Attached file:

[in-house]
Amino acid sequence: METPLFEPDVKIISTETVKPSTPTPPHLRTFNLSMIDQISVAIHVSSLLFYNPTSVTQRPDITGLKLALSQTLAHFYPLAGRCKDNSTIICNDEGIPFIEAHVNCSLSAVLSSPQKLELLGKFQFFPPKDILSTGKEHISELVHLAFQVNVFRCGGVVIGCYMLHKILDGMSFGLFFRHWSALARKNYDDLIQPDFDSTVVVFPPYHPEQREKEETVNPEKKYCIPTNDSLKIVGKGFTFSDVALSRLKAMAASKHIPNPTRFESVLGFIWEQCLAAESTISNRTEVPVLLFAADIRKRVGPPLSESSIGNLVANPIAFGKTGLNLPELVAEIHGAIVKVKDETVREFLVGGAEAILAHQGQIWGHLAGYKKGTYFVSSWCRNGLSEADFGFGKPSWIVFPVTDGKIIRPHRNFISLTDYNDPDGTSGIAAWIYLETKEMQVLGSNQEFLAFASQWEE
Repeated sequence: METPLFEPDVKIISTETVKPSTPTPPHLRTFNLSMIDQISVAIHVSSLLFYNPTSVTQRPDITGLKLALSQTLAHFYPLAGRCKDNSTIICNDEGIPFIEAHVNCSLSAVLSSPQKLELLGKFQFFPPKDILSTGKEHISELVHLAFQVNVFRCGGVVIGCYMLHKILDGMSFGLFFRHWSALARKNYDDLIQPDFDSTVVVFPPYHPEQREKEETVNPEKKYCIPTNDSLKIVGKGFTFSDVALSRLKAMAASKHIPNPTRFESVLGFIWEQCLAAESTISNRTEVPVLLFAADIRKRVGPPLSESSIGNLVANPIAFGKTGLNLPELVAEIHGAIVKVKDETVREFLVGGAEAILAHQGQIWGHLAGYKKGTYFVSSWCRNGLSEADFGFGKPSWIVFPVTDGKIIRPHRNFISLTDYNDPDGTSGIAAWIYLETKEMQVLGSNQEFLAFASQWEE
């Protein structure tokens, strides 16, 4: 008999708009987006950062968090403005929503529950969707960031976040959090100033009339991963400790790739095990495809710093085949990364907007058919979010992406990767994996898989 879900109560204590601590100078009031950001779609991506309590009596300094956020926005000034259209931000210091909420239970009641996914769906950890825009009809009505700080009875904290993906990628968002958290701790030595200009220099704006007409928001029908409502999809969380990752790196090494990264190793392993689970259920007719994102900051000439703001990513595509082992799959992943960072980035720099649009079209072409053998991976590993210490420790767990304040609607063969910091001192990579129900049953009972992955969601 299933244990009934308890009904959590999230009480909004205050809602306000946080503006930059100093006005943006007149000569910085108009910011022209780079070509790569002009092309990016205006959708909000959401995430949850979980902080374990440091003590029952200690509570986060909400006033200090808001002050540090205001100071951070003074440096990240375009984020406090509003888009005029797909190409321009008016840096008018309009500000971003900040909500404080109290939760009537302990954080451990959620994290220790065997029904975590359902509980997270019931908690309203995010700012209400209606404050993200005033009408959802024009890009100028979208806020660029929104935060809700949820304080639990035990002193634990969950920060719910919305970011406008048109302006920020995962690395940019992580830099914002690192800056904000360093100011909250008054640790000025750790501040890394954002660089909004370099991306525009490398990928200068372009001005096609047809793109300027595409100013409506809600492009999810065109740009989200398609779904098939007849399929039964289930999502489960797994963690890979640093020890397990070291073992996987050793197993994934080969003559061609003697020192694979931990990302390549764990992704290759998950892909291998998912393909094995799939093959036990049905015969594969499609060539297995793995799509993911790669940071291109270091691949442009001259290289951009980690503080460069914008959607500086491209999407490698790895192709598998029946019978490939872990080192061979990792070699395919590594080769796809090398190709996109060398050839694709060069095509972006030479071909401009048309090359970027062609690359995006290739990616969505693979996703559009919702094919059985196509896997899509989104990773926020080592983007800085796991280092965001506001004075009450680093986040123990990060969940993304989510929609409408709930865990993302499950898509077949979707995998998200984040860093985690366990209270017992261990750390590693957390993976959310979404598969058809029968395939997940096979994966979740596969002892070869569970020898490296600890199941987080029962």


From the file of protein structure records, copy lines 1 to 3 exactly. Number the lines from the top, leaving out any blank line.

[in-house]
Amino acid sequence: METPLFEPDVKIISTETVKPSTPTPPHLRTFNLSMIDQISVAIHVSSLLFYNPTSVTQRPDITGLKLALSQTLAHFYPLAGRCKDNSTIICNDEGIPFIEAHVNCSLSAVLSSPQKLELLGKFQFFPPKDILSTGKEHISELVHLAFQVNVFRCGGVVIGCYMLHKILDGMSFGLFFRHWSALARKNYDDLIQPDFDSTVVVFPPYHPEQREKEETVNPEKKYCIPTNDSLKIVGKGFTFSDVALSRLKAMAASKHIPNPTRFESVLGFIWEQCLAAESTISNRTEVPVLLFAADIRKRVGPPLSESSIGNLVANPIAFGKTGLNLPELVAEIHGAIVKVKDETVREFLVGGAEAILAHQGQIWGHLAGYKKGTYFVSSWCRNGLSEADFGFGKPSWIVFPVTDGKIIRPHRNFISLTDYNDPDGTSGIAAWIYLETKEMQVLGSNQEFLAFASQWEE
Repeated sequence: METPLFEPDVKIISTETVKPSTPTPPHLRTFNLSMIDQISVAIHVSSLLFYNPTSVTQRPDITGLKLALSQTLAHFYPLAGRCKDNSTIICNDEGIPFIEAHVNCSLSAVLSSPQKLELLGKFQFFPPKDILSTGKEHISELVHLAFQVNVFRCGGVVIGCYMLHKILDGMSFGLFFRHWSALARKNYDDLIQPDFDSTVVVFPPYHPEQREKEETVNPEKKYCIPTNDSLKIVGKGFTFSDVALSRLKAMAASKHIPNPTRFESVLGFIWEQCLAAESTISNRTEVPVLLFAADIRKRVGPPLSESSIGNLVANPIAFGKTGLNLPELVAEIHGAIVKVKDETVREFLVGGAEAILAHQGQIWGHLAGYKKGTYFVSSWCRNGLSEADFGFGKPSWIVFPVTDGKIIRPHRNFISLTDYNDPDGTSGIAAWIYLETKEMQVLGSNQEFLAFASQWEE